Bowling/Wood lanes

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QUESTION: i bowl with a high end of ball resolution. I can play out to in or in to out. this will be my first season bowling on wood lanes and would like any suggestions on how to stay on top of my game and any bowl suggestions. thanks

ANSWER: Jemiel,
With no information about you, your equipment or the lane conditions, there is not much I can offer.

Not sure what you mean by "i bowl with a high end of ball resolution."

I can offer that wood lanes usually are higher friction, hooking surfaces due to the texture of the wood. You might use your skills swinging the ball more than going straighter down the lane. Do you know if the lanes have a hard coating or soft? The softer water based finishes usually hold onto oil a little longer, but hook a little more. The harder finishes play a little like synthetics for the first 20-30 feet, the texture on the backend can create too much or too little hook. What kind of equipment and oil used will play a big part in how you play them.

Thanks for the question. If you can provide more details, I might be able to add some suggestions.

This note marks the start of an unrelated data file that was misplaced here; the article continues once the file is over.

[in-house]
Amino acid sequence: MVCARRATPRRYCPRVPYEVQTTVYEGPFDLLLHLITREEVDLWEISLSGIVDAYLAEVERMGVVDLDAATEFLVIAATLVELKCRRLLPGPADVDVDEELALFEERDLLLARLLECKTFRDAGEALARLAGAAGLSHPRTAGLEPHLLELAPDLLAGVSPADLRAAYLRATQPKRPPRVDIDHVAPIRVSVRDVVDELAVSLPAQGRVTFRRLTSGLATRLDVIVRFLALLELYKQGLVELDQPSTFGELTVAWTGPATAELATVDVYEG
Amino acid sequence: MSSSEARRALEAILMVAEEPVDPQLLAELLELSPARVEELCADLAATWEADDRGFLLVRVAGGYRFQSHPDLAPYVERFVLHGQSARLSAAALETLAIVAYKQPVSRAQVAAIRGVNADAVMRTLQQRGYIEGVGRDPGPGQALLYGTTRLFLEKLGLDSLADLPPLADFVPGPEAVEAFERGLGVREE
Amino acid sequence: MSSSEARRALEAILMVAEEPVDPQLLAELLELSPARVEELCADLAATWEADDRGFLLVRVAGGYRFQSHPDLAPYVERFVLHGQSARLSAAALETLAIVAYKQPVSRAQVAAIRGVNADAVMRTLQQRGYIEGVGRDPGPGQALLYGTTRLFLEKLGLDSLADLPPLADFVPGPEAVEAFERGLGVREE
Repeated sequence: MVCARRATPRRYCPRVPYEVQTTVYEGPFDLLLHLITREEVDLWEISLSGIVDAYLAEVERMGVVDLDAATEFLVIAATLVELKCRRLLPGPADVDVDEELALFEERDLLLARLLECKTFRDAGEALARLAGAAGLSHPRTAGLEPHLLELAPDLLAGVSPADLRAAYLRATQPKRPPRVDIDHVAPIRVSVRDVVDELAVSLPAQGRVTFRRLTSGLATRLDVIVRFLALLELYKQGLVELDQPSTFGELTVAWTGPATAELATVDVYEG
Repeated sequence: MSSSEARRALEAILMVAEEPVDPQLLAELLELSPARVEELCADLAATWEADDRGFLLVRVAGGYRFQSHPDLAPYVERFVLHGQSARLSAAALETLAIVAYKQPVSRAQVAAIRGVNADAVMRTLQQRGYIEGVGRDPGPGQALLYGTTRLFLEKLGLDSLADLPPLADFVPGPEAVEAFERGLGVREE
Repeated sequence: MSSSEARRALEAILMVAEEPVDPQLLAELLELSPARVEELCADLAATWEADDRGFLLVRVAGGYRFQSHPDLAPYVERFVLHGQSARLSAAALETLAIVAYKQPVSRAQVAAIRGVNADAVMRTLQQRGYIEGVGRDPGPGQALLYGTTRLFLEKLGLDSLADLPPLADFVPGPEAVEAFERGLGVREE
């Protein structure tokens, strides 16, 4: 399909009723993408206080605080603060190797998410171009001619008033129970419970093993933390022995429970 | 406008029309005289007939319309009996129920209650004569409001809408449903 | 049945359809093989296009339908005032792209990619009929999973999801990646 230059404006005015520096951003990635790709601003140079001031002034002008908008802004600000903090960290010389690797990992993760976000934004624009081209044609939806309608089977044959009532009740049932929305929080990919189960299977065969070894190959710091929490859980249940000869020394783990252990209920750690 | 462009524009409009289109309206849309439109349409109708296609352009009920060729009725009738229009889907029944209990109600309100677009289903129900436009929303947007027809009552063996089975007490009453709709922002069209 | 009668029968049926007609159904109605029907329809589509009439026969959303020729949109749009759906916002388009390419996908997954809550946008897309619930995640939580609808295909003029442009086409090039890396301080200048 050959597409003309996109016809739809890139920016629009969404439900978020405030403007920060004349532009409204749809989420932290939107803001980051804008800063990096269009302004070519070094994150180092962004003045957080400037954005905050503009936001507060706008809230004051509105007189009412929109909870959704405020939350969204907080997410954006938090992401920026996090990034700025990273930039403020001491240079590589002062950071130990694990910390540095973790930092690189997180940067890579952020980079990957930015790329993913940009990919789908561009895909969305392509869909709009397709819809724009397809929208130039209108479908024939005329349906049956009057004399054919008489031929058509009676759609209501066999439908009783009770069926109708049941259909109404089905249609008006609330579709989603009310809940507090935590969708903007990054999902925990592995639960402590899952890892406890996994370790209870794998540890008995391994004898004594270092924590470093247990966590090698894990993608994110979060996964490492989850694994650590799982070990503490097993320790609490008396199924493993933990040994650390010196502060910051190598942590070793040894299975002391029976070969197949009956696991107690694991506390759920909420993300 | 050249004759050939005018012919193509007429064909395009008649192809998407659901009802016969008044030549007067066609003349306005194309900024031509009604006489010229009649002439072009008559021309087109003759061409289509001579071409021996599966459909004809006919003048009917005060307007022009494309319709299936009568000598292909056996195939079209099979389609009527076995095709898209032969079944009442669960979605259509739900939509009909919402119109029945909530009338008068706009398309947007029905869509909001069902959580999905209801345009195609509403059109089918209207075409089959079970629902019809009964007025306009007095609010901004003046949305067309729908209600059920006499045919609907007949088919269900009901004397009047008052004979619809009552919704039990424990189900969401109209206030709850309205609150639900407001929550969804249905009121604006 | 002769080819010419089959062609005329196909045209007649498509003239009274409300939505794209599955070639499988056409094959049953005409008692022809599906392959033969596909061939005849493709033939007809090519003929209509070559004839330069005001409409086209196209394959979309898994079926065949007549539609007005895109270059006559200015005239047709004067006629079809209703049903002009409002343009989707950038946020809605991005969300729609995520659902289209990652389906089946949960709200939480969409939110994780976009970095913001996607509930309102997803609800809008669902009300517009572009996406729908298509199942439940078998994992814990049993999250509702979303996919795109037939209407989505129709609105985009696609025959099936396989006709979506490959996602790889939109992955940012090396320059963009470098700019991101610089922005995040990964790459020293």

---------- FOLLOW-UP ----------

QUESTION: I think what iI was trying to say is high revolutions...I practiced on the lanes, which are Country Lanes in Farmington Hills, MI, and from what you say it looks like the coating is hard. My bowling ball is an Inferno and is about 5 years old. thanks

Answer
Jemiel,
A five year old Brunswick Inferno should be more rolly, from normal wear and tear, as it's lost a significant amount of the resin that makes performance balls perform the way they do. Your higher rev rate should help get the ball down the lane, but the high friction surface and rougher Inferno cover might seem like it isn't finishing as strong as it might on synthetic lanes. If that ends up being the case your local bowling store could smooth the surface and potentially polish the ball to help it slide down the lane easier and retain more energy for the move to the pocket downlane.

You will get acclimated to rolling at a full rack of pins quicker, so the occasional odd spare leave may cause you more trouble when bowling on a new lane condition or on different lanes than you are used to. Try to get spare practice in, shoot for either edge (7 or 10 pins) and the resulting leaves will give you a chance to see what your ball does rolling into different zones of the lane for different spares.

Thanks for the question. Good luck and good bowling.  

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